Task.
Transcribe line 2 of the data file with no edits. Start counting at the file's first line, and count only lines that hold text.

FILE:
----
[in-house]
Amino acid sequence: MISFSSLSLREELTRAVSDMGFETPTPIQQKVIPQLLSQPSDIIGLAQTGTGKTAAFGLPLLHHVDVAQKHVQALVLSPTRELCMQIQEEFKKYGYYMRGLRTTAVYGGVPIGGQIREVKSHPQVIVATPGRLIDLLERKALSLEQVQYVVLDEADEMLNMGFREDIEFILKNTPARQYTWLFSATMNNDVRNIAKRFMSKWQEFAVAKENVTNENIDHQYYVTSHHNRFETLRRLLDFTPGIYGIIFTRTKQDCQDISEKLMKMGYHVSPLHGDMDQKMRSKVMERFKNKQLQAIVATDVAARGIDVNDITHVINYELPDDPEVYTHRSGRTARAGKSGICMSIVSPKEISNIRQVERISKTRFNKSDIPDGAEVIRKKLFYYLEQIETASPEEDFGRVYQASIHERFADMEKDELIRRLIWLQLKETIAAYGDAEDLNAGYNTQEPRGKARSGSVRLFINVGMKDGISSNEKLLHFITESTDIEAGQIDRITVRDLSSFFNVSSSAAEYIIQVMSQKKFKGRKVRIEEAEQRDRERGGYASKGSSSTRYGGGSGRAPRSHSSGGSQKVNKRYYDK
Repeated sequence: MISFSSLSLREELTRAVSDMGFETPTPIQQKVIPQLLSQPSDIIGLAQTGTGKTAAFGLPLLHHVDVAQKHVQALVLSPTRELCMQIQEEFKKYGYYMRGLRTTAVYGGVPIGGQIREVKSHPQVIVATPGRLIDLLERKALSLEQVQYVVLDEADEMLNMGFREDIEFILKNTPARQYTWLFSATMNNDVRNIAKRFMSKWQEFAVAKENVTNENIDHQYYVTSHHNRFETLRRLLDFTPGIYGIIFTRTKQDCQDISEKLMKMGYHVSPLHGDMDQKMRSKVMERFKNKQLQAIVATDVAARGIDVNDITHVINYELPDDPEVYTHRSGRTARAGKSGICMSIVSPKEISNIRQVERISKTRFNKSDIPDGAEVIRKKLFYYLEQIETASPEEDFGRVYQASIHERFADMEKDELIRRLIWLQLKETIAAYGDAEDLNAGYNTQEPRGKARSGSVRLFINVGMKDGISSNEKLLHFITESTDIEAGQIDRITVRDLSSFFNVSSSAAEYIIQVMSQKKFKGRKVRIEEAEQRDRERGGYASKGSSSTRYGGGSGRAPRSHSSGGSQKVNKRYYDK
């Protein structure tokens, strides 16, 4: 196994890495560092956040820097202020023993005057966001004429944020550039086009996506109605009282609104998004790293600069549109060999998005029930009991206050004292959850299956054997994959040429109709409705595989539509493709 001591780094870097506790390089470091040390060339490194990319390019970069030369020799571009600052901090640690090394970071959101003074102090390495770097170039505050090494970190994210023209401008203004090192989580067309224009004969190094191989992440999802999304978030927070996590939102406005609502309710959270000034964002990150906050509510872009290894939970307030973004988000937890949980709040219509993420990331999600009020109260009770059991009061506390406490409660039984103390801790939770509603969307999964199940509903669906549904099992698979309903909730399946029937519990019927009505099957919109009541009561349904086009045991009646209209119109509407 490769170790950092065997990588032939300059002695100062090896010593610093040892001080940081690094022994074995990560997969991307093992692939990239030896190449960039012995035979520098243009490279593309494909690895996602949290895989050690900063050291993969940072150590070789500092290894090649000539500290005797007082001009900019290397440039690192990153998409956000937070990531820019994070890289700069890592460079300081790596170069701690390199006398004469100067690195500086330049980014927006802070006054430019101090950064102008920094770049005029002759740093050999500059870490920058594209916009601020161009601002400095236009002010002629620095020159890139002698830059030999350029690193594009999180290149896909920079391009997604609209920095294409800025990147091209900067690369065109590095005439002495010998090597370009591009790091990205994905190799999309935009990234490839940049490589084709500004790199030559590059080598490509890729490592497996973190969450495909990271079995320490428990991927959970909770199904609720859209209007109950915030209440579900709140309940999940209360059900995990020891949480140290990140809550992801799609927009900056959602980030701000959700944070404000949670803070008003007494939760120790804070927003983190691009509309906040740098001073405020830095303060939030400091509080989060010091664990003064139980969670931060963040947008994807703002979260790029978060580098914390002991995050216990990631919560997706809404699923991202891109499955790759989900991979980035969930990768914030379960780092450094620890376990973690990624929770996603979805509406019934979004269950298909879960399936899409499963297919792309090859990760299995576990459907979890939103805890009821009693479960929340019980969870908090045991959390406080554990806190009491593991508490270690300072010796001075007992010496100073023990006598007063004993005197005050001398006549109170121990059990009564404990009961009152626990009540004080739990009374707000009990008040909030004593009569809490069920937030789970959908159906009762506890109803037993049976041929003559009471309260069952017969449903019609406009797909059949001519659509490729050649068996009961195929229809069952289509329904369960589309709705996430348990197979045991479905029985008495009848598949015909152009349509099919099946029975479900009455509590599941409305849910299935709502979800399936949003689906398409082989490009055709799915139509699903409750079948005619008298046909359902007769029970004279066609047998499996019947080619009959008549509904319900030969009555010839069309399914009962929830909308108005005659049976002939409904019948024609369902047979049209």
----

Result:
Amino acid sequence: MISFSSLSLREELTRAVSDMGFETPTPIQQKVIPQLLSQPSDIIGLAQTGTGKTAAFGLPLLHHVDVAQKHVQALVLSPTRELCMQIQEEFKKYGYYMRGLRTTAVYGGVPIGGQIREVKSHPQVIVATPGRLIDLLERKALSLEQVQYVVLDEADEMLNMGFREDIEFILKNTPARQYTWLFSATMNNDVRNIAKRFMSKWQEFAVAKENVTNENIDHQYYVTSHHNRFETLRRLLDFTPGIYGIIFTRTKQDCQDISEKLMKMGYHVSPLHGDMDQKMRSKVMERFKNKQLQAIVATDVAARGIDVNDITHVINYELPDDPEVYTHRSGRTARAGKSGICMSIVSPKEISNIRQVERISKTRFNKSDIPDGAEVIRKKLFYYLEQIETASPEEDFGRVYQASIHERFADMEKDELIRRLIWLQLKETIAAYGDAEDLNAGYNTQEPRGKARSGSVRLFINVGMKDGISSNEKLLHFITESTDIEAGQIDRITVRDLSSFFNVSSSAAEYIIQVMSQKKFKGRKVRIEEAEQRDRERGGYASKGSSSTRYGGGSGRAPRSHSSGGSQKVNKRYYDK